Ahead of State of Open Con 2023, the department formerly known as DCMS published a consultation asking for views on how the UK government can play a role in security. Hot on the agenda is boosting security, particularly in light of incidents such as Log4Shell. The UK’s intervention follows the White House’s executive order on open source last year, as well as the EU’s forthcoming Cyber Resilience Act.

Both Brewer and Brock are encouraged by the language and intent of the DCMS paper – and how the UK might effectively, albeit belatedly, adopt a supportive role in the ecosystem. Brewer also remarks on constructive dialogue with the White House. There is, however, discomfort over how the EU’s legislation is shaping up, with confusion over some of the language used. For Rumbul, however, three regulatory regimes coming into force at once pose a material risk – particularly due to possible misalignment and confusion.

“You’ve got three different regulators – they’re all looking at open source, they’re using slightly different language, they’re focusing on slightly different areas, and they’re talking about slightly different solutions,” she outlines. “That, in itself – forgetting regulation alone if it’s poorly written could be a risk – the fact there’s this fragmentation even amongst three territories that should be pretty aligned – that’s going to be a risk for open source.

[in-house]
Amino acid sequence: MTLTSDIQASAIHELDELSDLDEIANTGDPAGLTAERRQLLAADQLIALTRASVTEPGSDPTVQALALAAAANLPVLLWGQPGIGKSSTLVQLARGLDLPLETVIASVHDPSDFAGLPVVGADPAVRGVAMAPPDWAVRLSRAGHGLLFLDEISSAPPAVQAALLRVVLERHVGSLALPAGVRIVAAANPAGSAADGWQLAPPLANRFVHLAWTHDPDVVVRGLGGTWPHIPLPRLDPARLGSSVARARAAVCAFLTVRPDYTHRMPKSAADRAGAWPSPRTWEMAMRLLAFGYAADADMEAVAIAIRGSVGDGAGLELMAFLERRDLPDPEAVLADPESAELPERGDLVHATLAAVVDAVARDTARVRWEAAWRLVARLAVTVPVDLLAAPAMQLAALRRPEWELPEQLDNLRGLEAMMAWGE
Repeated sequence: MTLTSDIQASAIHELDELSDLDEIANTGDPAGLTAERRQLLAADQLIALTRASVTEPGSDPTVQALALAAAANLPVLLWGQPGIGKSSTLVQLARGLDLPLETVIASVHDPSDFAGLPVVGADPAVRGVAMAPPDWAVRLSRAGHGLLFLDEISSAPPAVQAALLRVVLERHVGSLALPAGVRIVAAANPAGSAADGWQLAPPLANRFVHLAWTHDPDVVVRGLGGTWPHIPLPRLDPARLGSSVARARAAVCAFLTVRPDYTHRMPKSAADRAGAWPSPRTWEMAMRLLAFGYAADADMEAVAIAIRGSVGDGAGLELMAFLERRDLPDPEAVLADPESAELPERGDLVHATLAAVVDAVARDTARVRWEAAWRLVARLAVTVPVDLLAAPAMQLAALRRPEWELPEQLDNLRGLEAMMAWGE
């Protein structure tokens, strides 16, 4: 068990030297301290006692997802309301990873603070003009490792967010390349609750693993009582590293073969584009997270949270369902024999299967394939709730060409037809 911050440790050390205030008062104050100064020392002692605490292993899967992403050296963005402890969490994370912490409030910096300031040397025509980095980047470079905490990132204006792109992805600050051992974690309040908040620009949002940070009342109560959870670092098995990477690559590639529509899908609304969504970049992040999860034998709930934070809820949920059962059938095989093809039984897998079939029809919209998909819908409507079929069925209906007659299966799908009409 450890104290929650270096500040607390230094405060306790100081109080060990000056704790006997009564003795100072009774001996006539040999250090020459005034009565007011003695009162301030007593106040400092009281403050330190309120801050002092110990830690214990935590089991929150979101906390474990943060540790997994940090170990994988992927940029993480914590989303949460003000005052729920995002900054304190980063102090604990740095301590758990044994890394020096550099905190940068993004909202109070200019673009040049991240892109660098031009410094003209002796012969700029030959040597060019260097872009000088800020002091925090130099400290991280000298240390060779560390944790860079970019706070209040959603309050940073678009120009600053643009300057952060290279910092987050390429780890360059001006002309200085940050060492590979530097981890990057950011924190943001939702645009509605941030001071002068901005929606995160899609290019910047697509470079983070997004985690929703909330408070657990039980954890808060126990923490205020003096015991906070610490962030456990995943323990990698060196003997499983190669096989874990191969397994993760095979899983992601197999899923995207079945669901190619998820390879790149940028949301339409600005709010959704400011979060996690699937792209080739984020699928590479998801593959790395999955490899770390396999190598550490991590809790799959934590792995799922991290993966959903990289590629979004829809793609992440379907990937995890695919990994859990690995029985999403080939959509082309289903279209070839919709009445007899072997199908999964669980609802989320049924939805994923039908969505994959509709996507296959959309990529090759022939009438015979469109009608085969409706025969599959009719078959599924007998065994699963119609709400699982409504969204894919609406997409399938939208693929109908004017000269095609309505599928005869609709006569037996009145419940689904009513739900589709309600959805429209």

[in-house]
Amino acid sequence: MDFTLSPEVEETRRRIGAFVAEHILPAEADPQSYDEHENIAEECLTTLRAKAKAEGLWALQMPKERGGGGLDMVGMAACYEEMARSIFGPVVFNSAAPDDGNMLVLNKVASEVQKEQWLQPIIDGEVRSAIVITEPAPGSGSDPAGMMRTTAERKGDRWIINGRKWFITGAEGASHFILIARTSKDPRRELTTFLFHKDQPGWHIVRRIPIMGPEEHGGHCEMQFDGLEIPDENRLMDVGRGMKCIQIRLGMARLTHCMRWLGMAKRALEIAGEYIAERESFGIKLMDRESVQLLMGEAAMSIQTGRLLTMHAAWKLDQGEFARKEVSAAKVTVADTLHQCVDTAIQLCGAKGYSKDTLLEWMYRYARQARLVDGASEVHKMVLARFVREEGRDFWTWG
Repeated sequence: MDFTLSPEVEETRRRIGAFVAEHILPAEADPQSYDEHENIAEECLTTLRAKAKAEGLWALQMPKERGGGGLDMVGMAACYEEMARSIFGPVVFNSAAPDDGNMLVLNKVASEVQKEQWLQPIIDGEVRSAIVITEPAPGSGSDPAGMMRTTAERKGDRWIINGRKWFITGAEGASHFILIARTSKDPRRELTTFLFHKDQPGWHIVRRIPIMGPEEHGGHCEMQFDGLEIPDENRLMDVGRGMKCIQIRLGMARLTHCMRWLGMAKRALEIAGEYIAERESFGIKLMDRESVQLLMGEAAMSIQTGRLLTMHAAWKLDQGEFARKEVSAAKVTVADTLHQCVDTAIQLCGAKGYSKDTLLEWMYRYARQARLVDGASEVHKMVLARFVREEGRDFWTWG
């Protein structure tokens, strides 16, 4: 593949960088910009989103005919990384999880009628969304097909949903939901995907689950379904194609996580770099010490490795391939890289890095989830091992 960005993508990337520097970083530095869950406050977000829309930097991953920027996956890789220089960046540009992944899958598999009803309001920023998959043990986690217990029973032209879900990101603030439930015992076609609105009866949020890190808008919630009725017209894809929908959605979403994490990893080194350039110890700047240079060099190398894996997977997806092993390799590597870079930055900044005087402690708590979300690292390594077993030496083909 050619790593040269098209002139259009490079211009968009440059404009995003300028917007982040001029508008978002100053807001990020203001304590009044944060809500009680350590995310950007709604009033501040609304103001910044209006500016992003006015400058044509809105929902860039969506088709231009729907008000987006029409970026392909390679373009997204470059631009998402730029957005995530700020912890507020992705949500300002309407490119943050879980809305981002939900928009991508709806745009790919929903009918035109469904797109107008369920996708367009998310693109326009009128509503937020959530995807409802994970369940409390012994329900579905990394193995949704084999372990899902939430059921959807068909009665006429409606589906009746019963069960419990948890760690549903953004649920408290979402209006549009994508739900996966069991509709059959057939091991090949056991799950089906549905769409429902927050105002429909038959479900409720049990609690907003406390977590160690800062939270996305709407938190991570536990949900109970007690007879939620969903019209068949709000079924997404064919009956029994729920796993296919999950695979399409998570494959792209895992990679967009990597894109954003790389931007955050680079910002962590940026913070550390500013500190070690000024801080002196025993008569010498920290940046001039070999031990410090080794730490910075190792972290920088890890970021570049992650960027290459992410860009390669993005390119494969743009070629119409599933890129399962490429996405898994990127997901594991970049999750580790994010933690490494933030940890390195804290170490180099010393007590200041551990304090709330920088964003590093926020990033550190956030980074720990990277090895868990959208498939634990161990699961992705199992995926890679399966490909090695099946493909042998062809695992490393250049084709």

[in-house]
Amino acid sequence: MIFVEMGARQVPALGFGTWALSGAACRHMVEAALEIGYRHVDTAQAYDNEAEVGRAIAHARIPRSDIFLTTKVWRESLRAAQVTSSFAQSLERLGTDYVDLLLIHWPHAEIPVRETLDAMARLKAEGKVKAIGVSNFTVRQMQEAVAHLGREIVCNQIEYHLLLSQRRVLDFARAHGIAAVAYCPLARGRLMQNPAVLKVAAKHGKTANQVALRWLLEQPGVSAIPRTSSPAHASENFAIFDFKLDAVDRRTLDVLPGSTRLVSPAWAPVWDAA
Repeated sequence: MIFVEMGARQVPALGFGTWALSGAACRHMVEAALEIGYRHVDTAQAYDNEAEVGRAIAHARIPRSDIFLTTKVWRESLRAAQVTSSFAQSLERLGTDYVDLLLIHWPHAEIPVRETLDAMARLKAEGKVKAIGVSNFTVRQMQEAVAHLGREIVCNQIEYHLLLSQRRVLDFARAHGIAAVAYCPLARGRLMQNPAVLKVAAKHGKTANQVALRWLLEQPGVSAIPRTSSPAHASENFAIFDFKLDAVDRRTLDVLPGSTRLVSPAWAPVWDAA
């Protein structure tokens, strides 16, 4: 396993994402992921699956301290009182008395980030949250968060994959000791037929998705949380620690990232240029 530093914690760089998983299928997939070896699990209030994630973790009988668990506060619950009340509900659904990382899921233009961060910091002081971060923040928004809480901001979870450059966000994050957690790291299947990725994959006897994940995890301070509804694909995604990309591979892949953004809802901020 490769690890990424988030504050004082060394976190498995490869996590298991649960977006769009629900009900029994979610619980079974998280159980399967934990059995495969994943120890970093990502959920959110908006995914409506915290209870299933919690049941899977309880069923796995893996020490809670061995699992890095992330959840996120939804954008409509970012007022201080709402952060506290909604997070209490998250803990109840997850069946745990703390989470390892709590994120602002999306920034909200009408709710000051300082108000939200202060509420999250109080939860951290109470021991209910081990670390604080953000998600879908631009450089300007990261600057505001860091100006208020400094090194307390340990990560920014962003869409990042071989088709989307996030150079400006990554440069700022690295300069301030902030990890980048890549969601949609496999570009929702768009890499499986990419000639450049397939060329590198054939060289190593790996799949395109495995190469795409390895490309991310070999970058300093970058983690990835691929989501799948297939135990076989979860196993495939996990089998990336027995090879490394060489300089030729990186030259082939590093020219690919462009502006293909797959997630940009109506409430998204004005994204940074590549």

“Whether we like it or not, regulations can happen, we’re going to have to figure out how to work with them. If they’re poorly defined, or they’re pernicious in any way, even if they don’t mean to be, what we’re going to see is workarounds being used or unintended consequences.”

The trust deficit between communities and corporations

Putting the risk of government intervention to one side, ongoing tensions over the role of corporations in the open source community have not been assuaged – particularly where financing, and profiteering, are involved. Indeed, in light of the AWS-Elastic fallout, plus other examples, there’s still a ‘David and Goliath’ type of friction in the community.

“That power imbalance has always been a little bit uncomfortable between open source and proprietary – or between open source individuals and large companies,” Rumbul explains. “It’s worth remembering there’s a lot of mistrust sometimes in maintainer communities about big corporates, because [they] have been quite aggressive and disingenuous in the past.”

Although enterprises are “doing much better”, many still aren’t putting enough money into projects they’re effectively profiting from. With many more entities today – be it corporations, the public sector, or individuals – using open source software, too, some mistruths are gaining traction. “Open source isn’t free,” Brewer lamented in a public Q&A session, with Brock insistent open source consumers shouldn’t see adoption as a way to cut costs.

Brewer also touches upon the rise of curation, which plays a key role in the ecosystem. Curators often reside within corporations, and work to fix vulnerable code in software, much of which might, or might not be, well-maintained in the first place. Google, for example, launched a software-vetting initiative last year under the Assured Open Source Software brand. Often paid roles, curators have become hugely influential in software supply chain security, with Google predicting four in five enterprises will use curated software packages by 2025. Maintainers, however, who are largely unpaid and contribute code to projects due to an inherent passion, are weary of the growing influence of curators, largely due to the trust deficit between the community and large corporations.